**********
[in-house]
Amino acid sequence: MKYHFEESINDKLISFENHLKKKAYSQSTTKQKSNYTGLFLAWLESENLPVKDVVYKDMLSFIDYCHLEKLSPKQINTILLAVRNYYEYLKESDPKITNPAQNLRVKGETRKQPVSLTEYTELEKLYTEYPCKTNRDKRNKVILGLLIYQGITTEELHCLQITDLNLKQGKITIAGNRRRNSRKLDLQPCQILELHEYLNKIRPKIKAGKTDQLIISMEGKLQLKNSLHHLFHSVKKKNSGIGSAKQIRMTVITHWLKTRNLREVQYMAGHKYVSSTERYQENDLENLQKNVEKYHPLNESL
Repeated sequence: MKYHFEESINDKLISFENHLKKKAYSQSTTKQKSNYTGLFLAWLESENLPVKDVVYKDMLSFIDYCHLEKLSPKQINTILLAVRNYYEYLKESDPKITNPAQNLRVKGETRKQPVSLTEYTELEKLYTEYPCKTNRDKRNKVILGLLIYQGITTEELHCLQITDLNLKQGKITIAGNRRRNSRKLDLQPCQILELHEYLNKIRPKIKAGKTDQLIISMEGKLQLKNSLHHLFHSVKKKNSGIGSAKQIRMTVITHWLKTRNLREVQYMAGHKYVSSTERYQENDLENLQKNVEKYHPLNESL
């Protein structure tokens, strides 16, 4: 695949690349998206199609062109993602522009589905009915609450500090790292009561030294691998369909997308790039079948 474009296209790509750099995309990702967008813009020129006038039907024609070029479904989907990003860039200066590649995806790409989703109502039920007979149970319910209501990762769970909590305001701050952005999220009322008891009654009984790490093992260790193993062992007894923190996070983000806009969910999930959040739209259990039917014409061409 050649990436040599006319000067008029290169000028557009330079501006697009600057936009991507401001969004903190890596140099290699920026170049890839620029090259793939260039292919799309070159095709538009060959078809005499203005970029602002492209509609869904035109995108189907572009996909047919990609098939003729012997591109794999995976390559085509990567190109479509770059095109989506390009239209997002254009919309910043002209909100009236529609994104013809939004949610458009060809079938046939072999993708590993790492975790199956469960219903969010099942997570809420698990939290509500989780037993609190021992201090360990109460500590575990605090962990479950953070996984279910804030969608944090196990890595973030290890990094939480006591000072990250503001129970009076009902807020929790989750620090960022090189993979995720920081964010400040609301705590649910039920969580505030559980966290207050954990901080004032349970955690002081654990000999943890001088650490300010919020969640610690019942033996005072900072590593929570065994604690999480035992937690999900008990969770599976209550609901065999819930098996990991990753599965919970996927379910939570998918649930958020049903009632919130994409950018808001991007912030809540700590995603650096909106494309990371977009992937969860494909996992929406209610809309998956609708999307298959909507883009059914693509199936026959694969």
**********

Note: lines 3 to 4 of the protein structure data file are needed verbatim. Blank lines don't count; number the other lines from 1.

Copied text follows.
Repeated sequence: MKYHFEESINDKLISFENHLKKKAYSQSTTKQKSNYTGLFLAWLESENLPVKDVVYKDMLSFIDYCHLEKLSPKQINTILLAVRNYYEYLKESDPKITNPAQNLRVKGETRKQPVSLTEYTELEKLYTEYPCKTNRDKRNKVILGLLIYQGITTEELHCLQITDLNLKQGKITIAGNRRRNSRKLDLQPCQILELHEYLNKIRPKIKAGKTDQLIISMEGKLQLKNSLHHLFHSVKKKNSGIGSAKQIRMTVITHWLKTRNLREVQYMAGHKYVSSTERYQENDLENLQKNVEKYHPLNESL
């Protein structure tokens, strides 16, 4: 695949690349998206199609062109993602522009589905009915609450500090790292009561030294691998369909997308790039079948 474009296209790509750099995309990702967008813009020129006038039907024609070029479904989907990003860039200066590649995806790409989703109502039920007979149970319910209501990762769970909590305001701050952005999220009322008891009654009984790490093992260790193993062992007894923190996070983000806009969910999930959040739209259990039917014409061409 050649990436040599006319000067008029290169000028557009330079501006697009600057936009991507401001969004903190890596140099290699920026170049890839620029090259793939260039292919799309070159095709538009060959078809005499203005970029602002492209509609869904035109995108189907572009996909047919990609098939003729012997591109794999995976390559085509990567190109479509770059095109989506390009239209997002254009919309910043002209909100009236529609994104013809939004949610458009060809079938046939072999993708590993790492975790199956469960219903969010099942997570809420698990939290509500989780037993609190021992201090360990109460500590575990605090962990479950953070996984279910804030969608944090196990890595973030290890990094939480006591000072990250503001129970009076009902807020929790989750620090960022090189993979995720920081964010400040609301705590649910039920969580505030559980966290207050954990901080004032349970955690002081654990000999943890001088650490300010919020969640610690019942033996005072900072590593929570065994604690999480035992937690999900008990969770599976209550609901065999819930098996990991990753599965919970996927379910939570998918649930958020049903009632919130994409950018808001991007912030809540700590995603650096909106494309990371977009992937969860494909996992929406209610809309998956609708999307298959909507883009059914693509199936026959694969």